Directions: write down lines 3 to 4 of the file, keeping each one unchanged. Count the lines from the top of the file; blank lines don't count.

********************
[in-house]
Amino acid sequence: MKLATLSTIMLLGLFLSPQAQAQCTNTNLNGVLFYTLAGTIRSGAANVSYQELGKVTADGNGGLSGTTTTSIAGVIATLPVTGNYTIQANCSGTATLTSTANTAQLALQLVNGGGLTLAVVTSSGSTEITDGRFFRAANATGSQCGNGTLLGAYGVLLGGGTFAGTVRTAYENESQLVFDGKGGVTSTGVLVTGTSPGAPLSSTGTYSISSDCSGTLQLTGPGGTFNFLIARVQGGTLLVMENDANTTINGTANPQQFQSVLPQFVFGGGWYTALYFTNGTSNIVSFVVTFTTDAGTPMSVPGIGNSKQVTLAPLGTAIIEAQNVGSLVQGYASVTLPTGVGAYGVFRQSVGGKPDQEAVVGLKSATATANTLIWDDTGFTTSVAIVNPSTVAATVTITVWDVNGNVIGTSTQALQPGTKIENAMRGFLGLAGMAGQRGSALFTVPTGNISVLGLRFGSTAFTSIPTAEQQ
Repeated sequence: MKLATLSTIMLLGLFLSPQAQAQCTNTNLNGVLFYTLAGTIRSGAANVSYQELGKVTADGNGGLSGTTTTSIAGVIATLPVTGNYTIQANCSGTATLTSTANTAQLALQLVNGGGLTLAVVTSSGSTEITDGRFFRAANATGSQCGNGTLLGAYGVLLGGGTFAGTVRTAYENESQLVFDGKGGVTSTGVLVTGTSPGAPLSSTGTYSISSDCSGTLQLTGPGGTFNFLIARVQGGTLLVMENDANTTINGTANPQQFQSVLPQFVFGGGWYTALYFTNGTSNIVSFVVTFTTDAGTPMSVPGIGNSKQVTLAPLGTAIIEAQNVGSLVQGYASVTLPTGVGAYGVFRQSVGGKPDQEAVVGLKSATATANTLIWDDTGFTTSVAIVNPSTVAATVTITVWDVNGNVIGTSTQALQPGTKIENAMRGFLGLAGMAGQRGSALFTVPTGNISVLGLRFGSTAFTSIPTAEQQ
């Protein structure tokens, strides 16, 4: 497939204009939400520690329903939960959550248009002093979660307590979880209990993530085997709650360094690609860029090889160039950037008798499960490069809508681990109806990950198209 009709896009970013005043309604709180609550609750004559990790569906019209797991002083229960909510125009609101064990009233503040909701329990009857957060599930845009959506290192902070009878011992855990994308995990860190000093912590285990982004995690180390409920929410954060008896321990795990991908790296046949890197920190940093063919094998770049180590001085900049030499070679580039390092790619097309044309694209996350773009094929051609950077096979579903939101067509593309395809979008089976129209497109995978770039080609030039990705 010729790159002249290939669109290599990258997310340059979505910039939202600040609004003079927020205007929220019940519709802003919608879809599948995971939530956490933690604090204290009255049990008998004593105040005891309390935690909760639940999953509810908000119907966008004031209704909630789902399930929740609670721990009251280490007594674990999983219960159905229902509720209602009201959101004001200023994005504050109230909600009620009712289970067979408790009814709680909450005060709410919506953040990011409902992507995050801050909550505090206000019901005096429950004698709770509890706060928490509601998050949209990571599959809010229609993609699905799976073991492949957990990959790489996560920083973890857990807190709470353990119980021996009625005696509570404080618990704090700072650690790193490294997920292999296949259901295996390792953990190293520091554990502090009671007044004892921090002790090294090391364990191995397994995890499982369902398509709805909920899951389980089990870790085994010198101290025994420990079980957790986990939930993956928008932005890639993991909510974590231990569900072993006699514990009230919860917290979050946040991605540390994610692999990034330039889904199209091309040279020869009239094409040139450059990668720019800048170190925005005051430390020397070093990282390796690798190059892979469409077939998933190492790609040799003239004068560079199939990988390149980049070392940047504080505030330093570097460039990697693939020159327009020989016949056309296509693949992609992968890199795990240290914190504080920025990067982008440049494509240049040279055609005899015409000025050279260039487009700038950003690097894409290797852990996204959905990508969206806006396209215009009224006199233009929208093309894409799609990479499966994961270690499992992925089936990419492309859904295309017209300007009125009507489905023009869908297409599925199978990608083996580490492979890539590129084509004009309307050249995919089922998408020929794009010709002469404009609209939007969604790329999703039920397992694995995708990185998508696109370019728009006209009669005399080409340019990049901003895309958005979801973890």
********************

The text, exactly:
Repeated sequence: MKLATLSTIMLLGLFLSPQAQAQCTNTNLNGVLFYTLAGTIRSGAANVSYQELGKVTADGNGGLSGTTTTSIAGVIATLPVTGNYTIQANCSGTATLTSTANTAQLALQLVNGGGLTLAVVTSSGSTEITDGRFFRAANATGSQCGNGTLLGAYGVLLGGGTFAGTVRTAYENESQLVFDGKGGVTSTGVLVTGTSPGAPLSSTGTYSISSDCSGTLQLTGPGGTFNFLIARVQGGTLLVMENDANTTINGTANPQQFQSVLPQFVFGGGWYTALYFTNGTSNIVSFVVTFTTDAGTPMSVPGIGNSKQVTLAPLGTAIIEAQNVGSLVQGYASVTLPTGVGAYGVFRQSVGGKPDQEAVVGLKSATATANTLIWDDTGFTTSVAIVNPSTVAATVTITVWDVNGNVIGTSTQALQPGTKIENAMRGFLGLAGMAGQRGSALFTVPTGNISVLGLRFGSTAFTSIPTAEQQ
């Protein structure tokens, strides 16, 4: 497939204009939400520690329903939960959550248009002093979660307590979880209990993530085997709650360094690609860029090889160039950037008798499960490069809508681990109806990950198209 009709896009970013005043309604709180609550609750004559990790569906019209797991002083229960909510125009609101064990009233503040909701329990009857957060599930845009959506290192902070009878011992855990994308995990860190000093912590285990982004995690180390409920929410954060008896321990795990991908790296046949890197920190940093063919094998770049180590001085900049030499070679580039390092790619097309044309694209996350773009094929051609950077096979579903939101067509593309395809979008089976129209497109995978770039080609030039990705 010729790159002249290939669109290599990258997310340059979505910039939202600040609004003079927020205007929220019940519709802003919608879809599948995971939530956490933690604090204290009255049990008998004593105040005891309390935690909760639940999953509810908000119907966008004031209704909630789902399930929740609670721990009251280490007594674990999983219960159905229902509720209602009201959101004001200023994005504050109230909600009620009712289970067979408790009814709680909450005060709410919506953040990011409902992507995050801050909550505090206000019901005096429950004698709770509890706060928490509601998050949209990571599959809010229609993609699905799976073991492949957990990959790489996560920083973890857990807190709470353990119980021996009625005696509570404080618990704090700072650690790193490294997920292999296949259901295996390792953990190293520091554990502090009671007044004892921090002790090294090391364990191995397994995890499982369902398509709805909920899951389980089990870790085994010198101290025994420990079980957790986990939930993956928008932005890639993991909510974590231990569900072993006699514990009230919860917290979050946040991605540390994610692999990034330039889904199209091309040279020869009239094409040139450059990668720019800048170190925005005051430390020397070093990282390796690798190059892979469409077939998933190492790609040799003239004068560079199939990988390149980049070392940047504080505030330093570097460039990697693939020159327009020989016949056309296509693949992609992968890199795990240290914190504080920025990067982008440049494509240049040279055609005899015409000025050279260039487009700038950003690097894409290797852990996204959905990508969206806006396209215009009224006199233009929208093309894409799609990479499966994961270690499992992925089936990419492309859904295309017209300007009125009507489905023009869908297409599925199978990608083996580490492979890539590129084509004009309307050249995919089922998408020929794009010709002469404009609209939007969604790329999703039920397992694995995708990185998508696109370019728009006209009669005399080409340019990049901003895309958005979801973890």